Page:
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Plays of the day for the Champions League match between Mumbai Indians and Perth Scorchers in Durban
October 22, 2012
Interview of the day
Shaun Pollock has become one of the better player-turned-commentators and he was a good choice for a dug-out interview during the Sydney Sixers innings. He spoke prudently about the reasons Mumbai Indians did not play well enough to contend for a semi-final spot. When one of his answers was met with total silence by the team, Pollock thought he knew what had happened. "Have you gone to an ad break?" he asked on-air. Nervous giggles met his astute observation before the chat continued.
Fielding of the day
There were some overthrows given away in the first game, something Yorkshire coach Jason Gillespie said he did not mind too much, but the most comical extra runs came in this encounter. Dwayne Smith drove the ball to mid-off and Nathan McCullum's pick up was good but his throw a little over eager. The ball evaded Brad Haddin behind the stumps and the fielder at fine leg and cost Sydney four.
Cheers of the day
Sachin Tendulkar has not had the best tournament but is still one of its star attractions. After managing just a single off the first six balls he faced, Tendulkar provided a teaser to his better days with an open faced drive over point. The ball was in the air for a while and crashed into the advertising boards to the delight of the Kingsmead crowd.
One cannot help but wonder whether when Sachin Tendulkar was bowled by Moises Henriques that would be the last time a South African audience would have seen him bat. It was an unflattering end to his innings, as he played down the wrong line to a short of a length ball that held its line from middle and off and beat the open face. Henriques was delighted and a dejected Tendulkar may have said goodbye.
Shot of the day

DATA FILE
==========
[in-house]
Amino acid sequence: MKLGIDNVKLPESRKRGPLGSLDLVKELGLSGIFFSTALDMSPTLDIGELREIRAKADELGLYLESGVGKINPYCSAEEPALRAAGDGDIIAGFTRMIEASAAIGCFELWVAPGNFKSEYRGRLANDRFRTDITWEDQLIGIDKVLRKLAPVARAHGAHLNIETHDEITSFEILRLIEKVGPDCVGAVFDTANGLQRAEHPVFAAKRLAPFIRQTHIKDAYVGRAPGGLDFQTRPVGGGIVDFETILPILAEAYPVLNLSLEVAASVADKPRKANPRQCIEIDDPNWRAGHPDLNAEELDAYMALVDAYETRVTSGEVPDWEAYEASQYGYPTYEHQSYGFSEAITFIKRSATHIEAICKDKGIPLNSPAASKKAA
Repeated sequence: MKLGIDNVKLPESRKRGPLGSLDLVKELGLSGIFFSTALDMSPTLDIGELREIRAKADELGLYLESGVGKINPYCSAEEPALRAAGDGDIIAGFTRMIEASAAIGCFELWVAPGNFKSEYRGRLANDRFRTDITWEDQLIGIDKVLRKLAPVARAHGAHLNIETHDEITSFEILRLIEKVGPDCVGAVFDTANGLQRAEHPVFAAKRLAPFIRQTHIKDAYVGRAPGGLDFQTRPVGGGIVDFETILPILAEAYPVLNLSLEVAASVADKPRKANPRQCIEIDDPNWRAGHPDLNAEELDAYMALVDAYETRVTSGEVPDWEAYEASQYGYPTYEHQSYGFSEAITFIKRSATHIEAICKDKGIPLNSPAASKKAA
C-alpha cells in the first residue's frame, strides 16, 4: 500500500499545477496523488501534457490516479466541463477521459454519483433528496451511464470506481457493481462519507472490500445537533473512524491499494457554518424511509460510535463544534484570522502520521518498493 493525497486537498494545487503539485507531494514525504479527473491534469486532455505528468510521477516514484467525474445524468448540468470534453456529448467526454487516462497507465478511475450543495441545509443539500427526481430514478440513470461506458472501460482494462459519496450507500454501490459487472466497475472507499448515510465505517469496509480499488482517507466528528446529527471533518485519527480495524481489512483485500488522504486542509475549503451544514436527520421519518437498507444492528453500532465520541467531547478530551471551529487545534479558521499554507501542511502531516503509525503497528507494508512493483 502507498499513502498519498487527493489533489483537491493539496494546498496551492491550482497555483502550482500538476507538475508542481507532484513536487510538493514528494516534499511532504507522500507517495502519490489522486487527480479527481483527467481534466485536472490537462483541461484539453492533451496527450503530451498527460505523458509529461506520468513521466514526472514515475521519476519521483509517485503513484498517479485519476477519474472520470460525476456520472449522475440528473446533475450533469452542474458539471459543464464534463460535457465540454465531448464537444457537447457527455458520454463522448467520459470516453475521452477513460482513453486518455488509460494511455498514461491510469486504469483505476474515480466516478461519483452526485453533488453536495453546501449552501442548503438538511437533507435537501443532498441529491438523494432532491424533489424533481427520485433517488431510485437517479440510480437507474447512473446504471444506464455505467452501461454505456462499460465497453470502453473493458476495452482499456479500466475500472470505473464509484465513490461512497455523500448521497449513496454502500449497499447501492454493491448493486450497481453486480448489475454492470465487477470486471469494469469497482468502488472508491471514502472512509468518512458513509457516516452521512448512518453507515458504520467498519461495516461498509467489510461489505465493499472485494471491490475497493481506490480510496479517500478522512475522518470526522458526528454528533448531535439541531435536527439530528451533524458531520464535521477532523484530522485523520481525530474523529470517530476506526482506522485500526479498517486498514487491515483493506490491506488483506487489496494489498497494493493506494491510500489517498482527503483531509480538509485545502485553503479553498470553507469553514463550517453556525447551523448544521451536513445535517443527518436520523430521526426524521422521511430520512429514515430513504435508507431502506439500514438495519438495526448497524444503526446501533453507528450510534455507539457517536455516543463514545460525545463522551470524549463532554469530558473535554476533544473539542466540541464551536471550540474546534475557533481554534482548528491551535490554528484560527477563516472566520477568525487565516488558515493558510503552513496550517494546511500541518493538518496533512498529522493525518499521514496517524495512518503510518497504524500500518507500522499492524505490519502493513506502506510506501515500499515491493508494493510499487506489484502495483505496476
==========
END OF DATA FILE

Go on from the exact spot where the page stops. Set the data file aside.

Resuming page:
Viewers of the tournament must have wondered what would happen if someone hit the Spider Cam. Today, we found out. Dinesh Kartik hit a Henriques' delivery towards midwicket. It was hit too high, it smashed into the camera, causing it to cut to black, as replays showed later. As per the rules, a dead ball was called and Henriques had to bowl the ball again.
Body blow of the day
For once, not to a player. Two balls after his camera's antics, Kartik ran into umpire S Ravi while trying to make his second run. Kartik's shoulder rammed into Ravi but it was the batsman who rolled on the floor in pain while the umpire barely looked ruffled.
Brilliance of the day
It may have been too late at night for the Australian selectors to be watching, but if there were, they may mark a tick in Brad Haddin's column as far as options for the national team goes. A bouncer from Pat Cummins feathered Lasith Malinga's glove and seemed headed to fine leg. Haddin dived full length to his left and grabbed the ball one-handed as he fell. He moved his arm swiftly to his chest to avoid the ball bobbling out and completed a stunner.
Firdose Moonda is ESPNcricinfo's South Africa correspondentFeeds: Firdose Moonda
© ESPN Sports Media Ltd.
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The thrills are rather low-octane, the skills are a bit lightweight, and the tournament overly India-centric
Twenty years on, Shivnarine Chanderpaul continues to be understated, underestimated. And that doesn't bother him. What's not to like?
Also, high scores and low averages, most ducks in international cricket, and the 12-year-old Test player
Of the 85 Tests that Bangladesh have played so far, they've lost 70 and won just four. Those stats are easily the worst among all teams when they'd played as many Tests
Former New Zealand seamer Gavin Larsen talks about wobbly seam-up bowling, the 1992 World Cup, and his role in the next tournament
Kids mimic the cricket heroes of the day, so the problem of throwing must be tackled before players reach the first-class level
But you can't expect a turnaround unless pitches, umpiring and practice facilities are simultaneously improved